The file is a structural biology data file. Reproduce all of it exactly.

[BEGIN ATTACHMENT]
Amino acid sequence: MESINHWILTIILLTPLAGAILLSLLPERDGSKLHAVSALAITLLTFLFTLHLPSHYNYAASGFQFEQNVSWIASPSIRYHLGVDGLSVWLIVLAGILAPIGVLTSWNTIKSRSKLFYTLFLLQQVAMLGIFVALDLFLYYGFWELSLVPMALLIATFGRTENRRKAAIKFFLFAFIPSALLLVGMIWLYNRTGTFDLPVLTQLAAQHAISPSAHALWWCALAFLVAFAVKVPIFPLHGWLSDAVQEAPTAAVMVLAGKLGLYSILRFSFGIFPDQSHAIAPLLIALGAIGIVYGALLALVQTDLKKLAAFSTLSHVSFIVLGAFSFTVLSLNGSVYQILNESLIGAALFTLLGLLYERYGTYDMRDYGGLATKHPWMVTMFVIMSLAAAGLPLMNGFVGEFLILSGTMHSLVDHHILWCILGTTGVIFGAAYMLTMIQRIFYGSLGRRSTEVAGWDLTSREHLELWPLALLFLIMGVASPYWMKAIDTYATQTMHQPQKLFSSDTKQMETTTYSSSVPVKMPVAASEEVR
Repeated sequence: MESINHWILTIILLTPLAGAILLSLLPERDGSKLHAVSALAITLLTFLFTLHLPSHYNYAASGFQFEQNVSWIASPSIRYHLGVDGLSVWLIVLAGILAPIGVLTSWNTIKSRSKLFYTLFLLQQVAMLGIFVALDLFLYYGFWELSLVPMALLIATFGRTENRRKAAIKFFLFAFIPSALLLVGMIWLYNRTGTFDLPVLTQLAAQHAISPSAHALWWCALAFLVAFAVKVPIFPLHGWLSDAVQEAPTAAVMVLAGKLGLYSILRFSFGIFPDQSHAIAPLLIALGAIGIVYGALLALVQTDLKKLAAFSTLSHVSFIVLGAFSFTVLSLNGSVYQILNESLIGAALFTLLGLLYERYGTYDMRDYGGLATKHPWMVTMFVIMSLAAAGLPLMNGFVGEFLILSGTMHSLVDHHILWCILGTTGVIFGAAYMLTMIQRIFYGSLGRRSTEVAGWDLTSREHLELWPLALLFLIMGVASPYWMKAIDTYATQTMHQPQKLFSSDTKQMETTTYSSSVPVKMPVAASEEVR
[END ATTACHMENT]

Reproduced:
Amino acid sequence: MESINHWILTIILLTPLAGAILLSLLPERDGSKLHAVSALAITLLTFLFTLHLPSHYNYAASGFQFEQNVSWIASPSIRYHLGVDGLSVWLIVLAGILAPIGVLTSWNTIKSRSKLFYTLFLLQQVAMLGIFVALDLFLYYGFWELSLVPMALLIATFGRTENRRKAAIKFFLFAFIPSALLLVGMIWLYNRTGTFDLPVLTQLAAQHAISPSAHALWWCALAFLVAFAVKVPIFPLHGWLSDAVQEAPTAAVMVLAGKLGLYSILRFSFGIFPDQSHAIAPLLIALGAIGIVYGALLALVQTDLKKLAAFSTLSHVSFIVLGAFSFTVLSLNGSVYQILNESLIGAALFTLLGLLYERYGTYDMRDYGGLATKHPWMVTMFVIMSLAAAGLPLMNGFVGEFLILSGTMHSLVDHHILWCILGTTGVIFGAAYMLTMIQRIFYGSLGRRSTEVAGWDLTSREHLELWPLALLFLIMGVASPYWMKAIDTYATQTMHQPQKLFSSDTKQMETTTYSSSVPVKMPVAASEEVR
Repeated sequence: MESINHWILTIILLTPLAGAILLSLLPERDGSKLHAVSALAITLLTFLFTLHLPSHYNYAASGFQFEQNVSWIASPSIRYHLGVDGLSVWLIVLAGILAPIGVLTSWNTIKSRSKLFYTLFLLQQVAMLGIFVALDLFLYYGFWELSLVPMALLIATFGRTENRRKAAIKFFLFAFIPSALLLVGMIWLYNRTGTFDLPVLTQLAAQHAISPSAHALWWCALAFLVAFAVKVPIFPLHGWLSDAVQEAPTAAVMVLAGKLGLYSILRFSFGIFPDQSHAIAPLLIALGAIGIVYGALLALVQTDLKKLAAFSTLSHVSFIVLGAFSFTVLSLNGSVYQILNESLIGAALFTLLGLLYERYGTYDMRDYGGLATKHPWMVTMFVIMSLAAAGLPLMNGFVGEFLILSGTMHSLVDHHILWCILGTTGVIFGAAYMLTMIQRIFYGSLGRRSTEVAGWDLTSREHLELWPLALLFLIMGVASPYWMKAIDTYATQTMHQPQKLFSSDTKQMETTTYSSSVPVKMPVAASEEVR